Rupert managed to complete another film, Thunderpants, in between his Harry Potter commitments and he also gets recognised wherever he goes.”It’s quite weird,” he says. “It’s hard to get used to, but it’s quite cool as well.” As to the new film, his favourite scenes are those in which he is “coughing up slugs and driving the flying car”.

None of the children has any idea of how much they are earning for the films or how much they are worth, although they all went on a spending spree when their first pay cheques arrived. Daniel, who is a big fan of films and music (particularly the Sex Pistols and the Stranglers), bought himself “a stack of DVDs”; Emma went on “a massive clothes shopping spree”; and Rupert bought “a cool phone with a camera on it and loads of stuff”.

But money is not something that occupies their thoughts. “I don’t know how much money I have, and I don’t need to know, because I’m only a kid,” says Dan, whose father is a literary agent and mother a casting director.

“We don’t have anything to do with it,” Emma agrees. “My parents decided not to tell me what I am earning because it is easier that way.”

Rupert shrugs offhandedly. “Dunno,” he says.

The Chamber of Secrets sees Harry Potter lurching into darker territory, as a malevolent force is hiding in Hogwarts with the intention of purging it of “Mudbloods” (those who are not of pure wizard stock). One by one, pupils are being turned to stone, and it is up to Harry, Ron and Hermione to unmask the villain.

The film depicts Harry as more of an action hero this time, wielding a sword, battling a monster and risking death from giant spiders while tracking down the evil force terrorising the school.

“Dan is more of a leading man now,” says the film’s producer, David Heyman. “On the first film, most of the 12-year-old girls went for Tom Felton, who plays Draco Malfoy, but this time I think it will be Harry.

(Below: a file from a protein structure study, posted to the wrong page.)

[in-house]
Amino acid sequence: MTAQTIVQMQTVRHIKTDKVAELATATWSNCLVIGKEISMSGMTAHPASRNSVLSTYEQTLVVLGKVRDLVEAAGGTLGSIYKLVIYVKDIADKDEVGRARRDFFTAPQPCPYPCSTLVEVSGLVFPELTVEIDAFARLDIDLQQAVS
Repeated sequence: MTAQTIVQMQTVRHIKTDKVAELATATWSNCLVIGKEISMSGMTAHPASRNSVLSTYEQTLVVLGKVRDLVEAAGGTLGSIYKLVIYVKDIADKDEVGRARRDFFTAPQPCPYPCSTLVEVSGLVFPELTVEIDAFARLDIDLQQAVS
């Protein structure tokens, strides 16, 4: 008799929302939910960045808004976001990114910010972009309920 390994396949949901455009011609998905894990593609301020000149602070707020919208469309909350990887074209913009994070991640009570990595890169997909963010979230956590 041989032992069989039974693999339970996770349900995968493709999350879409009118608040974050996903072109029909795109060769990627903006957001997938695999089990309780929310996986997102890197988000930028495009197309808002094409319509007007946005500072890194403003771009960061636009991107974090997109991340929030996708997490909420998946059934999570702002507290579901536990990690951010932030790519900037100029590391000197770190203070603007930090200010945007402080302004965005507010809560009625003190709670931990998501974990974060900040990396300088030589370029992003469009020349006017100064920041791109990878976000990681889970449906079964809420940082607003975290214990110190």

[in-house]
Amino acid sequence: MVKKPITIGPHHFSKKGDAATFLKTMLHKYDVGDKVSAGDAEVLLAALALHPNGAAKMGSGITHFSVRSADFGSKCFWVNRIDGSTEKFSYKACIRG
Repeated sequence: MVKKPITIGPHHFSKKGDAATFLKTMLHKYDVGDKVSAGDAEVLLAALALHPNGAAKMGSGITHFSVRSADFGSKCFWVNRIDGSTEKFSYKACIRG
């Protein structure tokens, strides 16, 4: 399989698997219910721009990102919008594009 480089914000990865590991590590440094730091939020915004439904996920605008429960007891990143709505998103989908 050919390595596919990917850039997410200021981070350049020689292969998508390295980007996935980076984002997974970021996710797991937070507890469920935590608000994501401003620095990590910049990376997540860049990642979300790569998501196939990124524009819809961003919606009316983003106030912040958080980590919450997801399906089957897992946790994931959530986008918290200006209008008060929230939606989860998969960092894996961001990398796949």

“He’s more confident now and much more aggressive in the action sequences. He has come into his own as a leader. I have been around Dan for the past two years and to see him grow has been one of the big rewards for me. He has become really mature.”

Daniel, Emma and Rupert and the 600 child extras in the cast can only work for up to four-and-a-half hours a day, because they have to take regular half-hour breaks and three hours off to attend school classes, which slows down production but allows the filmmakers to edit as they go.

Filming is due to begin early next year on the third in the series, Harry Potter and the Prisoner of Azkaban, with the Mexican filmmaker Alfonso Cuaron replacing Chris Columbus as director. (Columbus is staying on as a producer.) After that, nothing is set.

A lot will depend on how fast the children grow during the next year, and whether Rowling carries out her plans to write a total of seven books. Four have been published so far, with a fifth now overdue.

Heyman says: “The Prisoner of Azkaban is set for release either in the spring or autumn of 2004, but after that we just don’t know.” Despite suggestions that the children will be replaced after the next film, Daniel sees no reason why he should not continue to play Harry Potter well into his teens.

“Harry actually grows in the books,” he says, “and there’s no reason why I can’t grow with Harry, or why Emma can’t grow with Hermione or Rupert with Ron.”


Original article found here: The Telegraph | October 25th, 2002